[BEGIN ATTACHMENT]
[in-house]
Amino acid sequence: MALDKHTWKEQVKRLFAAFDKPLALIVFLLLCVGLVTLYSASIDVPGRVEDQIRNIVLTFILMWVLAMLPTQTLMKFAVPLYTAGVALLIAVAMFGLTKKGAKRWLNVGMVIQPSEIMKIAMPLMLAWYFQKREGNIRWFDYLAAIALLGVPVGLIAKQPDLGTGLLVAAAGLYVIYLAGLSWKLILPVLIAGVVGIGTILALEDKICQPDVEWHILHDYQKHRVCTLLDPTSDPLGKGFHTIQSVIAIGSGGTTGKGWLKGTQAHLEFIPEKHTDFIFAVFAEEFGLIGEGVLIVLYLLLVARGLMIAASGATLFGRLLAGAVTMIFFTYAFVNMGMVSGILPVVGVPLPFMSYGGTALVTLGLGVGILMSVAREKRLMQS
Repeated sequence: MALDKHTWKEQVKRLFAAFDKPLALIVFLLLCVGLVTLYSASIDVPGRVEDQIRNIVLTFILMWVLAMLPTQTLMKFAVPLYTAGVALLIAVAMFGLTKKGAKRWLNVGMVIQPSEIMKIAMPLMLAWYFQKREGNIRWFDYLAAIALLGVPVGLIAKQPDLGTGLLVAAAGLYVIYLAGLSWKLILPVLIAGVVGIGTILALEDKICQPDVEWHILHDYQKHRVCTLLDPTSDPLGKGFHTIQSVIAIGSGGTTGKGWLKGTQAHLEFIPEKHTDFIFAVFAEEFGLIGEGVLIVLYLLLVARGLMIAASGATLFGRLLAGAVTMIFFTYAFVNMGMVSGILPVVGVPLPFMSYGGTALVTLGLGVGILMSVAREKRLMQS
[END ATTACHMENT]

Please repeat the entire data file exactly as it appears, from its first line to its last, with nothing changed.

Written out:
[in-house]
Amino acid sequence: MALDKHTWKEQVKRLFAAFDKPLALIVFLLLCVGLVTLYSASIDVPGRVEDQIRNIVLTFILMWVLAMLPTQTLMKFAVPLYTAGVALLIAVAMFGLTKKGAKRWLNVGMVIQPSEIMKIAMPLMLAWYFQKREGNIRWFDYLAAIALLGVPVGLIAKQPDLGTGLLVAAAGLYVIYLAGLSWKLILPVLIAGVVGIGTILALEDKICQPDVEWHILHDYQKHRVCTLLDPTSDPLGKGFHTIQSVIAIGSGGTTGKGWLKGTQAHLEFIPEKHTDFIFAVFAEEFGLIGEGVLIVLYLLLVARGLMIAASGATLFGRLLAGAVTMIFFTYAFVNMGMVSGILPVVGVPLPFMSYGGTALVTLGLGVGILMSVAREKRLMQS
Repeated sequence: MALDKHTWKEQVKRLFAAFDKPLALIVFLLLCVGLVTLYSASIDVPGRVEDQIRNIVLTFILMWVLAMLPTQTLMKFAVPLYTAGVALLIAVAMFGLTKKGAKRWLNVGMVIQPSEIMKIAMPLMLAWYFQKREGNIRWFDYLAAIALLGVPVGLIAKQPDLGTGLLVAAAGLYVIYLAGLSWKLILPVLIAGVVGIGTILALEDKICQPDVEWHILHDYQKHRVCTLLDPTSDPLGKGFHTIQSVIAIGSGGTTGKGWLKGTQAHLEFIPEKHTDFIFAVFAEEFGLIGEGVLIVLYLLLVARGLMIAASGATLFGRLLAGAVTMIFFTYAFVNMGMVSGILPVVGVPLPFMSYGGTALVTLGLGVGILMSVAREKRLMQS